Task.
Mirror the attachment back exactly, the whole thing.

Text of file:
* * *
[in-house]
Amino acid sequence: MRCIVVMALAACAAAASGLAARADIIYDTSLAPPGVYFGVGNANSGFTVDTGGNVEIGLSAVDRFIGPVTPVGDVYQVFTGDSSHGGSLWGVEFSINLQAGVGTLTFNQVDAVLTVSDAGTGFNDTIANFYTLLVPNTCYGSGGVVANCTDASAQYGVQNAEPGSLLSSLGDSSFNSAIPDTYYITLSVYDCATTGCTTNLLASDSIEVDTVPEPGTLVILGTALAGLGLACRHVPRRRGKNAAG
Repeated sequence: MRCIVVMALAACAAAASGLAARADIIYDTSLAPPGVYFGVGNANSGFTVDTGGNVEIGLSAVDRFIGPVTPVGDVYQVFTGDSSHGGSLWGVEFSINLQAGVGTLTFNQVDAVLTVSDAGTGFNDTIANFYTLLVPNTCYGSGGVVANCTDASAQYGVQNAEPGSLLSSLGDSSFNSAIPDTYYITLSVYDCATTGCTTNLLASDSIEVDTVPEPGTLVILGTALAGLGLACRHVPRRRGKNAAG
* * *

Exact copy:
[in-house]
Amino acid sequence: MRCIVVMALAACAAAASGLAARADIIYDTSLAPPGVYFGVGNANSGFTVDTGGNVEIGLSAVDRFIGPVTPVGDVYQVFTGDSSHGGSLWGVEFSINLQAGVGTLTFNQVDAVLTVSDAGTGFNDTIANFYTLLVPNTCYGSGGVVANCTDASAQYGVQNAEPGSLLSSLGDSSFNSAIPDTYYITLSVYDCATTGCTTNLLASDSIEVDTVPEPGTLVILGTALAGLGLACRHVPRRRGKNAAG
Repeated sequence: MRCIVVMALAACAAAASGLAARADIIYDTSLAPPGVYFGVGNANSGFTVDTGGNVEIGLSAVDRFIGPVTPVGDVYQVFTGDSSHGGSLWGVEFSINLQAGVGTLTFNQVDAVLTVSDAGTGFNDTIANFYTLLVPNTCYGSGGVVANCTDASAQYGVQNAEPGSLLSSLGDSSFNSAIPDTYYITLSVYDCATTGCTTNLLASDSIEVDTVPEPGTLVILGTALAGLGLACRHVPRRRGKNAAG